Don’t Let Change Be a Stranger: How to Embrace Change As Your New BFF by Andi Simon
Life for everyone is different today than it was a year ago before the coronavirus pandemic. But for some individuals life today may even be different than it was a month ago, a week ago or even 24 hours ago. And maybe, even probably, they don’t like the way change is disrupting their previously predictable personal world.
But since change is inevitable and comes whether you like it or not, the best approach is not to resist it and do battle with it, but to find ways to make change your friend. A friend is someone we trust, who is special to us and is appreciated. We enjoy being with them. But instead of seeing change as a friend, we treat it the way we do a stranger. Like a stranger, change is foreign to us and we are afraid of it because we are afraid of the unknown.
People resist change in part because that’s the way the human brain works. When we are young, our minds create a story about who we are and that story becomes our reality, even though it’s not really reality. The mind knows what you like, who you are and it deletes anything that does not fit your reality.
That’s why when people encounter a change, the brain’s default is essentially to say, “We don’t do that.” The brain is trying to be helpful, seeking to keep people comfortable within their normal habits. But in the process, it’s creating barriers to progress that people need to overcome, whether in business, personal development or life in general.
So how can people become friends with change? Here are a few suggestions:
- Create a new story. If that old story about who you are is holding you back, it’s time to create a new one. You want to create a new reality for yourself, a story where you are the hero. If you can imagine a new future, you can act on it.
- Collaborate with your mind. To create that new story, we literally need to have a conversation with our mind, telling it what we want it to do. The brain doesn’t like things that are unclear, it doesn’t like uncertainty. So if we are going to do this, as therapist and author Marisa Peer puts it, we need to make the unfamiliar familiar. Then create your new story, because once you are able to imagine a new future you can act on it. Tell your mind that it will love this new stuff, that these are great changes.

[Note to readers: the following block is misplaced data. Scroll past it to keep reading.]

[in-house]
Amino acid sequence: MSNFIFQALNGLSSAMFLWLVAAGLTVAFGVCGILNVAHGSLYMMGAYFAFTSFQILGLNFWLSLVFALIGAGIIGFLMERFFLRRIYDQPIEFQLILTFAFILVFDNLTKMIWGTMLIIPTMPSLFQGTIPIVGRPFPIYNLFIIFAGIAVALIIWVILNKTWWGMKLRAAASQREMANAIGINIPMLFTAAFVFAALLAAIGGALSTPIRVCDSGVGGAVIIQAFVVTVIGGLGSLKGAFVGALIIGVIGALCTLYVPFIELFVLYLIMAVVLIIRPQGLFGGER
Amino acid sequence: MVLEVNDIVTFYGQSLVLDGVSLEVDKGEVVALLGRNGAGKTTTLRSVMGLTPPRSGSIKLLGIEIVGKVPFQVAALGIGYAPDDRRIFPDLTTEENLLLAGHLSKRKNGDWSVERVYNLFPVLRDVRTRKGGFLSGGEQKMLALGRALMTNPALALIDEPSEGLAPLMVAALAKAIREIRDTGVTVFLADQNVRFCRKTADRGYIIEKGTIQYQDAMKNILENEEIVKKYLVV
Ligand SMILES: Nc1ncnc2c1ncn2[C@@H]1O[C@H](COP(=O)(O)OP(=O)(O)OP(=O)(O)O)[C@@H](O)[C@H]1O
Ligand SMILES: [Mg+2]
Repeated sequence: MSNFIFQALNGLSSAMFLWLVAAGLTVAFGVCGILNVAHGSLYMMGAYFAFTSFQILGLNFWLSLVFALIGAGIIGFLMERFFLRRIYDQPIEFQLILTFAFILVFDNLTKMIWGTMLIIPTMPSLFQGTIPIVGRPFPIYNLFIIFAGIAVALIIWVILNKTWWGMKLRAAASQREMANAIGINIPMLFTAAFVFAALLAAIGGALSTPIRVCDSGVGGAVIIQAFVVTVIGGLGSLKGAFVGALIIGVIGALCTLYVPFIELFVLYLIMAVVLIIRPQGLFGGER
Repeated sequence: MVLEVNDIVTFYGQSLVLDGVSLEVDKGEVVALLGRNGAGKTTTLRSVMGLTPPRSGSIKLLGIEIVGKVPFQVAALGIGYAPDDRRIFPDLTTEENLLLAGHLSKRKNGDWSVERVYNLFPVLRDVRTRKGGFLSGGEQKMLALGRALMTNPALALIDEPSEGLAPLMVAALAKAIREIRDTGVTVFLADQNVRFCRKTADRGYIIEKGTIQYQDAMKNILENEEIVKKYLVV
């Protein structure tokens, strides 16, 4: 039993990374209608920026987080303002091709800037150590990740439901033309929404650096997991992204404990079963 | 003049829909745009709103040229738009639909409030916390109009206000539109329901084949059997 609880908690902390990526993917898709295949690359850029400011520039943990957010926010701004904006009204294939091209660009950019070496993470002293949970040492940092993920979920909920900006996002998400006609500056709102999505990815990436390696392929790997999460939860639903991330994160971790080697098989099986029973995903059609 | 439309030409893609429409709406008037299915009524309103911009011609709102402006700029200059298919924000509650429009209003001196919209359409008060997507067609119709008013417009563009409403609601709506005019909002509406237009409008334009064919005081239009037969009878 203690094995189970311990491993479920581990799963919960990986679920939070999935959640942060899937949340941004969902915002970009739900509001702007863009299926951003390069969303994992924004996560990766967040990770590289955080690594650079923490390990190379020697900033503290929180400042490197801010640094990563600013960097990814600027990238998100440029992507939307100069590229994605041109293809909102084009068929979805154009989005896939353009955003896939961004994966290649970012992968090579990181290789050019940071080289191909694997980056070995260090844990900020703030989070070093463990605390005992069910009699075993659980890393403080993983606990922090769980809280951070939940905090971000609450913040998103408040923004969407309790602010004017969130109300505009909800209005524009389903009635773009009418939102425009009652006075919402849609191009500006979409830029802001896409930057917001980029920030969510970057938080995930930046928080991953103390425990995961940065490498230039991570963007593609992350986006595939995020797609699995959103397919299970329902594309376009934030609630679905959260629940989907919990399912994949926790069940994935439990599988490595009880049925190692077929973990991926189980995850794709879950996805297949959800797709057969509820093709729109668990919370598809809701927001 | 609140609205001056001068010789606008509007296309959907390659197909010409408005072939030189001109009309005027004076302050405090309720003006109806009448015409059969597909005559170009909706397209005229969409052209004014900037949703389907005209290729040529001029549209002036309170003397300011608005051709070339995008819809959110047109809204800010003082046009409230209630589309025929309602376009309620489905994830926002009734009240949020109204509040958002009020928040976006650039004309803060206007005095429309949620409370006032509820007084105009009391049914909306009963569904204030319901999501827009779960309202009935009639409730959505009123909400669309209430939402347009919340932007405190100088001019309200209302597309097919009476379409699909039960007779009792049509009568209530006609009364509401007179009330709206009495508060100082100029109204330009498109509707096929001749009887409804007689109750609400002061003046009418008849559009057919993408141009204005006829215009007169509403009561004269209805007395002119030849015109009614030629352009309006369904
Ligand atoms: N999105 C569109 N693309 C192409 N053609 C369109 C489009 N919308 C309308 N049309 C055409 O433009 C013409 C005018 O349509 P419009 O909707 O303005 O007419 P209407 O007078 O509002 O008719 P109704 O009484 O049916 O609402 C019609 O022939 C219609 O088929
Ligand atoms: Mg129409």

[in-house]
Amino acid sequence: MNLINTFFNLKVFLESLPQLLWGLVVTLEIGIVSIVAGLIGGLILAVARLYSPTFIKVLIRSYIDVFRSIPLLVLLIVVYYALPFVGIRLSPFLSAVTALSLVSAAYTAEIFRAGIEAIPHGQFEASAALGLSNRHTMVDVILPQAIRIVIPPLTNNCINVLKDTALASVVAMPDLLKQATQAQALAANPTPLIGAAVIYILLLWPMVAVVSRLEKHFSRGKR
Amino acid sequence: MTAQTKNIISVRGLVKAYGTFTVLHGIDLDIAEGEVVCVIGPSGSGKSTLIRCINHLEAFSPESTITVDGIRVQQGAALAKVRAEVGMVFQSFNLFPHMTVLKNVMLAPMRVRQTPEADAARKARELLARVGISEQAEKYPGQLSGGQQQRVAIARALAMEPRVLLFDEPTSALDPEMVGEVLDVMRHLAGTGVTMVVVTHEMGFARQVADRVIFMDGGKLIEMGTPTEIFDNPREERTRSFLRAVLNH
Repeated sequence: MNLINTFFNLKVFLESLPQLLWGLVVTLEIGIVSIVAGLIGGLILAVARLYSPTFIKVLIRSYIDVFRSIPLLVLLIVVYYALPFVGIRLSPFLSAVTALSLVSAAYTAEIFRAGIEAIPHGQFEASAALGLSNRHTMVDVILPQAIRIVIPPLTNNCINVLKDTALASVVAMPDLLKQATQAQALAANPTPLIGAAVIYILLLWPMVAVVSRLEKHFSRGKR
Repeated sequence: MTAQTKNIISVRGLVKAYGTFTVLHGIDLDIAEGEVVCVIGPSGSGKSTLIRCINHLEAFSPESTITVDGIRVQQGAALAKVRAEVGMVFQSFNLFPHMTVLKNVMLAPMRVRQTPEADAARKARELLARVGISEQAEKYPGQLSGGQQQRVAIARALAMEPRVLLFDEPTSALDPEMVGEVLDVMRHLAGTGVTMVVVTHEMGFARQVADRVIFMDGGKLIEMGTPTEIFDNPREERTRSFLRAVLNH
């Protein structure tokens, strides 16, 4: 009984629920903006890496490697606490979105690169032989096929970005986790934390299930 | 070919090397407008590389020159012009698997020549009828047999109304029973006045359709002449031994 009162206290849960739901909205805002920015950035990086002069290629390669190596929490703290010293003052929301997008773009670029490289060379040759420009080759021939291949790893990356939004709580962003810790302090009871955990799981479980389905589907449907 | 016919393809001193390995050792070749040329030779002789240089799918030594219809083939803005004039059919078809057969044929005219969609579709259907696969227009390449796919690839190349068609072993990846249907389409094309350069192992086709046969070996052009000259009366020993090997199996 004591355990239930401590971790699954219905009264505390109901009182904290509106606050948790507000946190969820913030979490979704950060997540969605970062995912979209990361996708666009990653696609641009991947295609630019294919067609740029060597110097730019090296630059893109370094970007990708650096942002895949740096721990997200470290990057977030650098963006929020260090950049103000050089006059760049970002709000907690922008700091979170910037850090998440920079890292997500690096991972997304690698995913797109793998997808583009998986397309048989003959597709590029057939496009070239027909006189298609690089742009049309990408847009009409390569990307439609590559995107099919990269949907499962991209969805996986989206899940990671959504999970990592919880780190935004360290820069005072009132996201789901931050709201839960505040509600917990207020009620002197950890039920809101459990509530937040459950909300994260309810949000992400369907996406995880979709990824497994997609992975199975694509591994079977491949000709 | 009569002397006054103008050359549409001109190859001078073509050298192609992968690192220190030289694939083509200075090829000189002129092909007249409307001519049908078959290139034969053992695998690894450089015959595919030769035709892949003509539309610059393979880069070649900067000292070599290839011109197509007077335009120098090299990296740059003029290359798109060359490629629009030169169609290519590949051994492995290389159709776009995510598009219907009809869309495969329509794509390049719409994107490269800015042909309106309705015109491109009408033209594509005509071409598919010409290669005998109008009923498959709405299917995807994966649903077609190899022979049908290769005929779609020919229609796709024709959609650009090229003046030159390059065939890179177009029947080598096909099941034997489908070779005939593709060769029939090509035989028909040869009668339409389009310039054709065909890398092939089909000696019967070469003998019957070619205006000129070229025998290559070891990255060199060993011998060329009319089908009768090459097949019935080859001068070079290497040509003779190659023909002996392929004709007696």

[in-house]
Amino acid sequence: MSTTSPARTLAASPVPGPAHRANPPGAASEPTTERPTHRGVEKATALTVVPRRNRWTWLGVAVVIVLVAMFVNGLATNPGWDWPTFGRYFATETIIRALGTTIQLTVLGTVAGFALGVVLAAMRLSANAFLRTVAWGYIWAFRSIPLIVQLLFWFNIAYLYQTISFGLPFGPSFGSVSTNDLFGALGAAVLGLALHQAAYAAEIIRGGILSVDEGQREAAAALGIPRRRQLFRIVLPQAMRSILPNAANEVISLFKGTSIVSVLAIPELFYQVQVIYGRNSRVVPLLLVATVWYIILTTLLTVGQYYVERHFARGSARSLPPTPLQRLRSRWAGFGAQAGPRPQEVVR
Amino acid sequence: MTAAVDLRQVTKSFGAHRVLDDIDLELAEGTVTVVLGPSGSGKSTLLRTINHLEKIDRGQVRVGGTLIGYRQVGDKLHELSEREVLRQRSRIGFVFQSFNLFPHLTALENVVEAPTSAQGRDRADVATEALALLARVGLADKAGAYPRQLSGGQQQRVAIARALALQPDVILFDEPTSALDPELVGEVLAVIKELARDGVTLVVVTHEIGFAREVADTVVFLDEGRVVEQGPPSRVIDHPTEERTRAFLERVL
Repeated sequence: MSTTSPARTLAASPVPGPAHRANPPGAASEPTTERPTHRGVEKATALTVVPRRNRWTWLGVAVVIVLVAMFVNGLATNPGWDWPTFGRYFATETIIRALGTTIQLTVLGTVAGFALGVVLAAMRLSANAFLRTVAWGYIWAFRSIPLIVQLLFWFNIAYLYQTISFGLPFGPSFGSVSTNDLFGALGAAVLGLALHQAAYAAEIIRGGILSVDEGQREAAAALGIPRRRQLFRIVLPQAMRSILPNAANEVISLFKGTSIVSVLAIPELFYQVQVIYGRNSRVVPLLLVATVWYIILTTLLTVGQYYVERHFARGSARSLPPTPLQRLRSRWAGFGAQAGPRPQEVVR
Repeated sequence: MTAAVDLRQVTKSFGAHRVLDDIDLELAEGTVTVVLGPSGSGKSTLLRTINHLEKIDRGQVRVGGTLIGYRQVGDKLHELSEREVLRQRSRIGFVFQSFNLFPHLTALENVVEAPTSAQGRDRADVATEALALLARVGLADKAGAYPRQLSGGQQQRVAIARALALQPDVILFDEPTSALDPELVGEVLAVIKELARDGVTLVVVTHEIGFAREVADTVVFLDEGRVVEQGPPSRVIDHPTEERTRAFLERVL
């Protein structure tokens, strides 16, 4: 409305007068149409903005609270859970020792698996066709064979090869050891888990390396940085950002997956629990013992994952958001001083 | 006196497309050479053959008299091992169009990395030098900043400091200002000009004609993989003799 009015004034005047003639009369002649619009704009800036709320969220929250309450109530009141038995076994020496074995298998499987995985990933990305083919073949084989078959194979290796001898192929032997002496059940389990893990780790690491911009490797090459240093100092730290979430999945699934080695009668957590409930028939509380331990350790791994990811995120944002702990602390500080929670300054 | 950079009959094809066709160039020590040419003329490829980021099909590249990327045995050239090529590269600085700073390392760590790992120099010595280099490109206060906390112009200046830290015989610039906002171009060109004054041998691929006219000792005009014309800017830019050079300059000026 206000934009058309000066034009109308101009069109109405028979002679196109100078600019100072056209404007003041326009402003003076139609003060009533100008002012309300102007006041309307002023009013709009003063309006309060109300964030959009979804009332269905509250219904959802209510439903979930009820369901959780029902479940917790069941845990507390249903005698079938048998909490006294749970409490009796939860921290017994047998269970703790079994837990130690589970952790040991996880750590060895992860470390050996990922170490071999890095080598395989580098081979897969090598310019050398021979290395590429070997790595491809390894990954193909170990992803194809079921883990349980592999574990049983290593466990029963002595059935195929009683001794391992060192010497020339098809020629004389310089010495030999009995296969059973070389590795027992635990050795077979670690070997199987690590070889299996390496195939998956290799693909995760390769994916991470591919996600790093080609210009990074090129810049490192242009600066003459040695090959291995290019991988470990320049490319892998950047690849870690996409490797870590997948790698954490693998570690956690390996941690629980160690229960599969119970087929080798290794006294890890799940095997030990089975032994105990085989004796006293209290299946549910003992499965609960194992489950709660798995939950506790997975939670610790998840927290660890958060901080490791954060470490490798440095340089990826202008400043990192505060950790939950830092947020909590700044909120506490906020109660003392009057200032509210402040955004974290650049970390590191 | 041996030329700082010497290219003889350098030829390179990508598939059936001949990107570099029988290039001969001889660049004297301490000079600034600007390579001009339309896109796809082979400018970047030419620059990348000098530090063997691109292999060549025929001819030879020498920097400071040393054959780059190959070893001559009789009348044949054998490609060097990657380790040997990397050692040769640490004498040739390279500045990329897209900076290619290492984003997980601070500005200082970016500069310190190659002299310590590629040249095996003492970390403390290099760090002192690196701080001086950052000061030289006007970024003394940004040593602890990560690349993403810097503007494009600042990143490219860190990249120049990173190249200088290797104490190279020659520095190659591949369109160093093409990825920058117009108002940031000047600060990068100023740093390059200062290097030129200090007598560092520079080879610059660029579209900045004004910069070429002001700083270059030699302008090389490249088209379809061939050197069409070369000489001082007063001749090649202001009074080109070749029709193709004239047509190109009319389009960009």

- Ignore change fatigue. I am often asked what should be done about change fatigue, which happens when people show stress, apathy and confusion because of change. I have preached that you should ignore it. People will use change fatigue as an excuse not to change. If nothing else the pandemic showed how much people can change. Not everybody, of course, but there have been some people who have risen to the occasion and who have done brilliantly. And there are others who you thought would rise to the occasion but became immobilized.
People are often better at making changes than they give themselves credit for. When you look back, it wasn’t that long ago that we didn’t have computers, we didn’t have the internet, we didn’t have i-Phones. We didn’t have anything like we have today.
Cartoonist Bill Watterson has a quote that says, "Things are never quite as scary when you’ve got a best friend." So, we’ve got to make change our friend and enjoy the journey.
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